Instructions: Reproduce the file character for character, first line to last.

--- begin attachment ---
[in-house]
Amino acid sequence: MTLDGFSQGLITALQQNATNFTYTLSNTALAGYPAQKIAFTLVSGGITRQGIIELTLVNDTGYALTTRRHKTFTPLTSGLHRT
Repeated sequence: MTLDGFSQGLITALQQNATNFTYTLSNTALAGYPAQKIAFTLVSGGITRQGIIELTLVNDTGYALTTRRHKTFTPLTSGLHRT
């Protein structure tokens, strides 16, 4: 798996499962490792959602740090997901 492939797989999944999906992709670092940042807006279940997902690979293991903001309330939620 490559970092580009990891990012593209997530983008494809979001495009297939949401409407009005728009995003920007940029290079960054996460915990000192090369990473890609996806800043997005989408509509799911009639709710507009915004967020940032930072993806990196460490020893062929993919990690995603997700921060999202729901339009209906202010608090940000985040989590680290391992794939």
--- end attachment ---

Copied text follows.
[in-house]
Amino acid sequence: MTLDGFSQGLITALQQNATNFTYTLSNTALAGYPAQKIAFTLVSGGITRQGIIELTLVNDTGYALTTRRHKTFTPLTSGLHRT
Repeated sequence: MTLDGFSQGLITALQQNATNFTYTLSNTALAGYPAQKIAFTLVSGGITRQGIIELTLVNDTGYALTTRRHKTFTPLTSGLHRT
């Protein structure tokens, strides 16, 4: 798996499962490792959602740090997901 492939797989999944999906992709670092940042807006279940997902690979293991903001309330939620 490559970092580009990891990012593209997530983008494809979001495009297939949401409407009005728009995003920007940029290079960054996460915990000192090369990473890609996806800043997005989408509509799911009639709710507009915004967020940032930072993806990196460490020893062929993919990690995603997700921060999202729901339009209906202010608090940000985040989590680290391992794939």